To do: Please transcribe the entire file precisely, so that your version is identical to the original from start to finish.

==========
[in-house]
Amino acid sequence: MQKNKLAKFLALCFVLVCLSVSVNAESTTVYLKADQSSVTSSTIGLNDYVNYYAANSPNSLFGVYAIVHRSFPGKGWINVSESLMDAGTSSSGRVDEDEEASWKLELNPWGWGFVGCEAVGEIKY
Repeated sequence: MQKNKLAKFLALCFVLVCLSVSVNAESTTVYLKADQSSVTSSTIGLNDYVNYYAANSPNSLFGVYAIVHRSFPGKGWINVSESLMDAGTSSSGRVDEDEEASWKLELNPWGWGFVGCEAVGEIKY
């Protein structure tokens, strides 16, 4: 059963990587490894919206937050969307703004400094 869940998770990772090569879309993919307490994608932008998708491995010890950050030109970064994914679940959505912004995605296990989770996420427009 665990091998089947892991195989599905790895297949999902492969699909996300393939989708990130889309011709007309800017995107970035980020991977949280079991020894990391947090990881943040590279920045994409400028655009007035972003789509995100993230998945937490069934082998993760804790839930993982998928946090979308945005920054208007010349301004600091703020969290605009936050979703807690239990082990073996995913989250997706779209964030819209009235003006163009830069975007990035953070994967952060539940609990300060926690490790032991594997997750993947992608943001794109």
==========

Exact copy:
[in-house]
Amino acid sequence: MQKNKLAKFLALCFVLVCLSVSVNAESTTVYLKADQSSVTSSTIGLNDYVNYYAANSPNSLFGVYAIVHRSFPGKGWINVSESLMDAGTSSSGRVDEDEEASWKLELNPWGWGFVGCEAVGEIKY
Repeated sequence: MQKNKLAKFLALCFVLVCLSVSVNAESTTVYLKADQSSVTSSTIGLNDYVNYYAANSPNSLFGVYAIVHRSFPGKGWINVSESLMDAGTSSSGRVDEDEEASWKLELNPWGWGFVGCEAVGEIKY
């Protein structure tokens, strides 16, 4: 059963990587490894919206937050969307703004400094 869940998770990772090569879309993919307490994608932008998708491995010890950050030109970064994914679940959505912004995605296990989770996420427009 665990091998089947892991195989599905790895297949999902492969699909996300393939989708990130889309011709007309800017995107970035980020991977949280079991020894990391947090990881943040590279920045994409400028655009007035972003789509995100993230998945937490069934082998993760804790839930993982998928946090979308945005920054208007010349301004600091703020969290605009936050979703807690239990082990073996995913989250997706779209964030819209009235003006163009830069975007990035953070994967952060539940609990300060926690490790032991594997997750993947992608943001794109």